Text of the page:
I recently attended a seminar that had about 65 guests in attendance. I arrived early to pick a seat in the middle of the room. The presenter was still setting up his laptop to display the screen on two flat panel monitors that faced each other from opposite sides of the room.
When his computer screen appeared on the monitors, I noticed something meant for his eyes only. A folder was open with files set to the ‘extra large icon’ view, which means, image files are displayed as thumbnail previews. Well, an inappropriate image showing lots of female skin and cleavage was in the same folder as the presentation file. I was sure others in the room noticed as well. It was not his finest hour.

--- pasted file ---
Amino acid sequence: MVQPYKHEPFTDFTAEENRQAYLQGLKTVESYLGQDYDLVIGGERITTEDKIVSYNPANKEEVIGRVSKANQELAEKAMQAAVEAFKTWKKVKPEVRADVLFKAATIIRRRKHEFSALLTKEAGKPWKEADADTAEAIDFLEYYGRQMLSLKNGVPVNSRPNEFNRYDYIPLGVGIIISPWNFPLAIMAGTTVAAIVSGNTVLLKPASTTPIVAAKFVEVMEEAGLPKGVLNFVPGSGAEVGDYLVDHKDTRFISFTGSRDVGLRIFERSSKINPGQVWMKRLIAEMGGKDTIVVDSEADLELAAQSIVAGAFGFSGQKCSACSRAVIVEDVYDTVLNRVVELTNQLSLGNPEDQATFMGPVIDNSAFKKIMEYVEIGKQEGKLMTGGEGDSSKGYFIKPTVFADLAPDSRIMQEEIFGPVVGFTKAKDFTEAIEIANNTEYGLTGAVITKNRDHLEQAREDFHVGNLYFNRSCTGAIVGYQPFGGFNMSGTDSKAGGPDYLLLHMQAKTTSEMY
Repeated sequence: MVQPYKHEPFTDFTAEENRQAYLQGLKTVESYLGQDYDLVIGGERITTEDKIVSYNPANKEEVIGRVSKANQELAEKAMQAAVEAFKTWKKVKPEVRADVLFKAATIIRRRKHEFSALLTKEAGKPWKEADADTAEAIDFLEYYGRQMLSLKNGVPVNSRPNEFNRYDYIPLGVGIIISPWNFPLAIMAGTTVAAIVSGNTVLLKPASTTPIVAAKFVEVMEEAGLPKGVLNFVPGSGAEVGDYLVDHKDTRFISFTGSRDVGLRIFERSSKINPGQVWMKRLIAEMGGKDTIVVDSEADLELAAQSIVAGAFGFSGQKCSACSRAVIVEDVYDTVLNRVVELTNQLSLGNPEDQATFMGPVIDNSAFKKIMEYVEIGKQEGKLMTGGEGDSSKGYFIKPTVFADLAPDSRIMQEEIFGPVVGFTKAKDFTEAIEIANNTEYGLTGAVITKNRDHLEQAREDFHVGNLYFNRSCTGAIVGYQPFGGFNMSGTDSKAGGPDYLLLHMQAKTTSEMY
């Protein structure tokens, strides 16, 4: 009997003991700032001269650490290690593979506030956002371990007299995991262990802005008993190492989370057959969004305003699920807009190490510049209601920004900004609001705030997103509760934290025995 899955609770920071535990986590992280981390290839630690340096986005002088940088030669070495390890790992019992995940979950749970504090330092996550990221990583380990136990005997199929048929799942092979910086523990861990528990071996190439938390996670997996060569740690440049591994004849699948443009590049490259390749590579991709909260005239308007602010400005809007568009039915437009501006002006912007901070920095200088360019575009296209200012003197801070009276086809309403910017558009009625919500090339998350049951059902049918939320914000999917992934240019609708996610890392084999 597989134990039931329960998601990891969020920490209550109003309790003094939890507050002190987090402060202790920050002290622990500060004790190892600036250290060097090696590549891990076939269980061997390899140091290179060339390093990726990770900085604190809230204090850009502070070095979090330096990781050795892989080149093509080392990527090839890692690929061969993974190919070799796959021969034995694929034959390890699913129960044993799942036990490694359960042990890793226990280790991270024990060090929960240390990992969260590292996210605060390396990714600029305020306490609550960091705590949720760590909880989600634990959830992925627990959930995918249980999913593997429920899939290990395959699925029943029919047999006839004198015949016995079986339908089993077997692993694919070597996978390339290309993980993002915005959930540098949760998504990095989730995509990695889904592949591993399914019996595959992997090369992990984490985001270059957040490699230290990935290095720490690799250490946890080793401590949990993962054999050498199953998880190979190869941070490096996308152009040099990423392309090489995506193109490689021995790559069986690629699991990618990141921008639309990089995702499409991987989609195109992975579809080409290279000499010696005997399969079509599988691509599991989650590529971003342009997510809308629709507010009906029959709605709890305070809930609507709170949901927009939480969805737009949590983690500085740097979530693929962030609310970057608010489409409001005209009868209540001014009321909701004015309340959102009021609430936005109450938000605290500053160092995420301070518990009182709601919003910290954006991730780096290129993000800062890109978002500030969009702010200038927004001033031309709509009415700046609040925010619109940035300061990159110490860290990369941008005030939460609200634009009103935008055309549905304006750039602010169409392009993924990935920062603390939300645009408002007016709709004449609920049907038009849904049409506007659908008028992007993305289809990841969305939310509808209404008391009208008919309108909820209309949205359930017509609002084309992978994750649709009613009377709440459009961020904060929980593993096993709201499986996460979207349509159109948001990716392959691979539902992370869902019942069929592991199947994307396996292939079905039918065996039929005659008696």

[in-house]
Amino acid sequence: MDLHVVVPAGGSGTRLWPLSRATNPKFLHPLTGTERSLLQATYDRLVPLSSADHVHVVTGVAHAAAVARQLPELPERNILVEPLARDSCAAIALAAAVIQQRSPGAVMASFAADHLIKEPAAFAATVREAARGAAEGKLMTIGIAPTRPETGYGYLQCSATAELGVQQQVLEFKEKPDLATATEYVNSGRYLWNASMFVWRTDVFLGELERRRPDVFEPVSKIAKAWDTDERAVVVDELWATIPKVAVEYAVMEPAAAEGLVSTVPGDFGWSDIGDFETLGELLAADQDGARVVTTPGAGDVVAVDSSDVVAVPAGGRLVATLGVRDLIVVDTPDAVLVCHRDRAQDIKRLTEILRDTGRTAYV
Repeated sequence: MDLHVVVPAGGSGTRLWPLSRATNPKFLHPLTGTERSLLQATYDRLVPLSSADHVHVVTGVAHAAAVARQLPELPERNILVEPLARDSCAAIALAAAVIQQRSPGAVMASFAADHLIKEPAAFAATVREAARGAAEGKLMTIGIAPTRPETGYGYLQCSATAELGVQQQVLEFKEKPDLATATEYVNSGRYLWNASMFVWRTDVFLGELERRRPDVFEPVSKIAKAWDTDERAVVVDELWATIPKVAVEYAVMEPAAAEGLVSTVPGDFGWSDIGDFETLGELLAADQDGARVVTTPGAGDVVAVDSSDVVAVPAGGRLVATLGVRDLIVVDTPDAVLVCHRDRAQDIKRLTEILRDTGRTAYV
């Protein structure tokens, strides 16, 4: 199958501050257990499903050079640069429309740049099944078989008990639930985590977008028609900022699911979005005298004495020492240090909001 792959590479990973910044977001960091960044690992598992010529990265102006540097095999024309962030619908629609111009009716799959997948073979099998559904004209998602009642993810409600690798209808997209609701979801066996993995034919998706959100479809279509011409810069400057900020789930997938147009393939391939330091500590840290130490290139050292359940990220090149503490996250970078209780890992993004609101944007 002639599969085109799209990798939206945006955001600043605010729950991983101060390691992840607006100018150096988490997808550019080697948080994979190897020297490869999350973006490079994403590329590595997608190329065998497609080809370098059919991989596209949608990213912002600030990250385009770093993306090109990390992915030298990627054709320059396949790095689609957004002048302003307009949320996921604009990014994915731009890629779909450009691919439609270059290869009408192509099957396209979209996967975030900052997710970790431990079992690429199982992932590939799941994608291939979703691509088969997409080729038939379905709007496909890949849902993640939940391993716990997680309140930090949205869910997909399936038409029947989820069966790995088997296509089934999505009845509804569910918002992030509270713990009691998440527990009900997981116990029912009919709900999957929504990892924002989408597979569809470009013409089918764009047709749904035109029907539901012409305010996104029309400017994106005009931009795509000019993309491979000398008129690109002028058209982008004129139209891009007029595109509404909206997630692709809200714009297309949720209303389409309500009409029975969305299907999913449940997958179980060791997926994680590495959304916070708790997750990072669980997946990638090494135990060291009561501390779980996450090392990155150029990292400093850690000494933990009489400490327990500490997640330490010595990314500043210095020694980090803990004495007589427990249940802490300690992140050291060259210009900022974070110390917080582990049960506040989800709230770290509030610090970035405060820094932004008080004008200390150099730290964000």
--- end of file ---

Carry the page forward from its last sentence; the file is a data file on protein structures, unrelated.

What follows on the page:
Well, here are a few takeaways:
- Common sense tells us he should not have been using his work computer to view inappropriate material, let alone save an offensive picture onto it, but not many people have common sense. Do you? If you don’t know, many companies have access to their employees’ browsing history and search queries. By the way, the private browsing mode doesn’t really hide anything, Big Brother, aka website monitoring programs, see all and log all.
- What you see on the screen is what others will see when you share or project it, so assume that someone is always watching.
- Open the presentation or file before plugging in the video output cable. This way, the audience only sees the file you intend to show and nothing else.